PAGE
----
Full details of the solicitation, including eligibility requirements, selection criteria, legal requirements and the mechanism for submitting proposals, are found in an announcement of Federal Funding Opportunity (FFO) posted at under funding opportunity number 2014-NIST-AMTECH-01.

NIST will host a webinar on the AMTech funding opportunity on August 14, 2014, beginning at 2 PM Eastern Time. The event will offer guidance on the AMTech program and preparing proposals. Webinar participants will be able to ask questions. Advance registration is required. To register for the Aug. 14 webinar, go to:

The full text of the FFO announcement is available at:

More information on the AmTech program is available at:



Six jurisdictions have received Research Infrastructure Improvement (RII) Track-1 awards from the National Science Foundation's (NSF) Experimental Program to Stimulate Competitive Research (EPSCoR).

The $20 million awards will bolster science and engineering academic research infrastructure in the U.S. Virgin Islands and five states: Kentucky, Maine, Missouri, North Dakota and South Dakota. Each five-year award will support fundamental research; science, technology, engineering and mathematics (STEM) education and workforce development in areas relevant to the jurisdictions' economic and other vital interests.

Each award targets technologically relevant strategic themes. The research, education and outreach activities also consider economic and environmental factors related to the consequences of climate disruption. Several jurisdictions are tackling the scientific underpinnings of sustaining crop yields for agricultural production (Missouri, South Dakota and North Dakota); two jurisdictions are focusing on coastal ecological challenges (Maine and the U.S. Virgin Islands). Energy and sustainable materials with a focus on economic drivers and end-users are central themes for two jurisdictions (Kentucky and North Dakota).

For more detailed information on the awards, go to:



ACT, a company known for its range of assessments and reporting systems, recently released a report entitled, Missing the Mark. This report suggests that changing high school graduation requirements alone may have little effect on students’ college and career readiness.

To conduct its analysis, ACT researchers looked at data from Illinois students attending high school after a law changing high school graduation requirements was enacted in 2005. The law requires high school students to take a minimum of two years of science and three years of math coursework. Three trends were identified in the analysis—in course taking, achievement, and college enrollment.

The report’s conclusions indicate that higher graduation requirements alone are unlikely to improve college and career readiness for high school students. For college and career readiness to be improved for all students, “states and districts should also look for ways to improve student preparation for advanced coursework and to ensure courses remain sufficiently rigorous to challenge all students.”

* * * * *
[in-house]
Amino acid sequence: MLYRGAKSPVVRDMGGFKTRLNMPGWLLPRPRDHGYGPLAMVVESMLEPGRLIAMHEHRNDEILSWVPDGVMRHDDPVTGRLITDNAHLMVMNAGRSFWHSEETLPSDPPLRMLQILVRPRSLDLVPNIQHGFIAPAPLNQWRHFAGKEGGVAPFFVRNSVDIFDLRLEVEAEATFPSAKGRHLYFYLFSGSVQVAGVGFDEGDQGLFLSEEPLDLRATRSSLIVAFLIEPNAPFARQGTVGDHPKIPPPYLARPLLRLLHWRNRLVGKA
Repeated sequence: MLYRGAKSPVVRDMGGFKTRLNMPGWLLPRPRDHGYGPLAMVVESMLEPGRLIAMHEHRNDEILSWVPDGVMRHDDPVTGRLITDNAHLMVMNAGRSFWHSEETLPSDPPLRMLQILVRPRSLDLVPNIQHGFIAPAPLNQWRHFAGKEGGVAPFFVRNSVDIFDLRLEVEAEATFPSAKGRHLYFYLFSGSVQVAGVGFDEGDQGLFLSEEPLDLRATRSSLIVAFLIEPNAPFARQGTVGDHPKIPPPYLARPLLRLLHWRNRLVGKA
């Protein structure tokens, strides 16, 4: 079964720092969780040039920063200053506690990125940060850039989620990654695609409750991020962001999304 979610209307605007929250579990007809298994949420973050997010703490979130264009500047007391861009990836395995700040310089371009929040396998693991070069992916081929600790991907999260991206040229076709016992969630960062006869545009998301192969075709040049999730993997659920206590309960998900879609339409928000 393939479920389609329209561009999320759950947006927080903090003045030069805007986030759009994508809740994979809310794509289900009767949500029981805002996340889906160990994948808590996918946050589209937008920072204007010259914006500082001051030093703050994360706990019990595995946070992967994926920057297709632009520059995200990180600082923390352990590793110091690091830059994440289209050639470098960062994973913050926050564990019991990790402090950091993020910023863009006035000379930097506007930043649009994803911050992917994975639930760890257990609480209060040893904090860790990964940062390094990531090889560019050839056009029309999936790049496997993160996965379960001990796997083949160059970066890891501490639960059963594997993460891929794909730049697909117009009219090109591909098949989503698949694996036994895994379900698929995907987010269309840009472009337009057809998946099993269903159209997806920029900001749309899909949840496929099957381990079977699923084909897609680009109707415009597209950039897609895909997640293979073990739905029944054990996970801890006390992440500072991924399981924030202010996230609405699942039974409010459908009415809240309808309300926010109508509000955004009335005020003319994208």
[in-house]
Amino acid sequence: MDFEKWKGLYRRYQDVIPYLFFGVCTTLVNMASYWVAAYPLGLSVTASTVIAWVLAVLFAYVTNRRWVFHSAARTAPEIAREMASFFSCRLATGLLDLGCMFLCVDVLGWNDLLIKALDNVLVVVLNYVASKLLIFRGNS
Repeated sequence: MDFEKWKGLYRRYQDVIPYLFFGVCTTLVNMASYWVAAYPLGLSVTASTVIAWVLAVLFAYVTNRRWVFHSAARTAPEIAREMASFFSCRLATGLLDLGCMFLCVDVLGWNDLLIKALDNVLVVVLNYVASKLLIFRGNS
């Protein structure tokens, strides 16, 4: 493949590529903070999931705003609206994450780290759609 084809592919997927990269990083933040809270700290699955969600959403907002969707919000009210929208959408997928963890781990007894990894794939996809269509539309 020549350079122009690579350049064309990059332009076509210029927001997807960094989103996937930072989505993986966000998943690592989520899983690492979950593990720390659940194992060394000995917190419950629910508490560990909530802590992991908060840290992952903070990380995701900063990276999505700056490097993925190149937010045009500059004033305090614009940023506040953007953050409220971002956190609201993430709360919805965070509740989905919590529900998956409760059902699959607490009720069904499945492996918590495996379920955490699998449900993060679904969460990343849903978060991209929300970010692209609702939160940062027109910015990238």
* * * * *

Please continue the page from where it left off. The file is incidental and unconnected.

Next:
For more information about the report, please visit:



The United States Patent and Trademark Office's (USPTO) 16th Annual Independent Inventor Conference will be held August 15-16, 2014. After taking place in various regions around the country, this year's annual conference will be held at the USPTO headquarters in Alexandria, Virginia.

For two days, independent inventors and small business owners will have an unparalleled opportunity to learn, network, and jumpstart their creative endeavors. Experts and senior officials from the USPTO will present valuable information on patents, trademarks, and other intellectual property (IP) matters while successful business owners and inventors will relate their inspiring personal experiences in bringing their products to market. In addition, representatives from government, legal, and business development entities will discuss commercial best practices and the various resources offered by their organizations. Each attendee will have an exclusive opportunity to meet one-on-one with a USPTO expert or IP professional of his or her choice, as well as hear keynote addresses from major figures in the entrepreneurial world.

The featured keynote luncheon speaker for Friday, August 15, is Woody Norris.  A successful inventor holding over 50 patents, Norris was the recipient of the $500,000 Lemelson-MIT prize in 2005. For more information about his life and inventions, his TED Talk is available at:

A pre-conference workshop will take place the evening of August 14 to help conference-goers prepare for getting the most out of their experience.

Attendees will also be able to choose from a variety of panels and breakout sessions that address specific intellectual property topics relevant to the modern inventor and small business owner. These sessions include hands-on workshops on patent and trademark application filing, prior art searching, and recent changes in legislation that affect business owners and inventors, among many other topics.

To register for the event, please visit:

Additional information is available at:


The articles contained in Capitol Update are not positions of ASME or any of its sub-entities, unless specifically noted as such. This publication is designed to inform ASME members about issues of concern being debated and discussed in the halls of congress, in the states and in the federal agencies.


ASME Government Relations
1828 L Street, NW, Suite 810
Washington, DC 20036

  • Melissa Carl covers public policy-related science, technology, engineering and mathematics (STEM) education and diversity issues for ASME. She can be reached at
  • Paul Fakes covers public policy-related energy, standards and environmental issues for ASME. He can be reached at
  • Roy Chrobocinski covers public policy-related research and development (R&D) and manufacturing issues for ASME. He can be reached at